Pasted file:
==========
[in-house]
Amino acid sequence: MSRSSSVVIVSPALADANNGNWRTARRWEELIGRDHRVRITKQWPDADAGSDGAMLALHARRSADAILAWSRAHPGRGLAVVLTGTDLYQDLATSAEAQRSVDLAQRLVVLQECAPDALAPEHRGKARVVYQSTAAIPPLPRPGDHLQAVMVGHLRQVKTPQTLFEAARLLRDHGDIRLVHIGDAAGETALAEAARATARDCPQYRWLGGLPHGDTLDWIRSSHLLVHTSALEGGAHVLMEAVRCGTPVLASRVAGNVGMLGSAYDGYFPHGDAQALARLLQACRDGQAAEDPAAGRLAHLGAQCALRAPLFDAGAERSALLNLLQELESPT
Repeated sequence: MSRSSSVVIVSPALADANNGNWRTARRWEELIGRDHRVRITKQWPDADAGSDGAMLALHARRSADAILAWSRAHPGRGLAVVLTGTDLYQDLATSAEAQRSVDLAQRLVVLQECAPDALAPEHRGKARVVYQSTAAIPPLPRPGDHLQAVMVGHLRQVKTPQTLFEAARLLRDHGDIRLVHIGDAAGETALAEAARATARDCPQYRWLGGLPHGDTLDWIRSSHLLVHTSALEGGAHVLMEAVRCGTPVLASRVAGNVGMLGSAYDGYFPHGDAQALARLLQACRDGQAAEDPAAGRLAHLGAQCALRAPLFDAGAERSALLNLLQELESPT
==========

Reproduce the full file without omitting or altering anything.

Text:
[in-house]
Amino acid sequence: MSRSSSVVIVSPALADANNGNWRTARRWEELIGRDHRVRITKQWPDADAGSDGAMLALHARRSADAILAWSRAHPGRGLAVVLTGTDLYQDLATSAEAQRSVDLAQRLVVLQECAPDALAPEHRGKARVVYQSTAAIPPLPRPGDHLQAVMVGHLRQVKTPQTLFEAARLLRDHGDIRLVHIGDAAGETALAEAARATARDCPQYRWLGGLPHGDTLDWIRSSHLLVHTSALEGGAHVLMEAVRCGTPVLASRVAGNVGMLGSAYDGYFPHGDAQALARLLQACRDGQAAEDPAAGRLAHLGAQCALRAPLFDAGAERSALLNLLQELESPT
Repeated sequence: MSRSSSVVIVSPALADANNGNWRTARRWEELIGRDHRVRITKQWPDADAGSDGAMLALHARRSADAILAWSRAHPGRGLAVVLTGTDLYQDLATSAEAQRSVDLAQRLVVLQECAPDALAPEHRGKARVVYQSTAAIPPLPRPGDHLQAVMVGHLRQVKTPQTLFEAARLLRDHGDIRLVHIGDAAGETALAEAARATARDCPQYRWLGGLPHGDTLDWIRSSHLLVHTSALEGGAHVLMEAVRCGTPVLASRVAGNVGMLGSAYDGYFPHGDAQALARLLQACRDGQAAEDPAAGRLAHLGAQCALRAPLFDAGAERSALLNLLQELESPT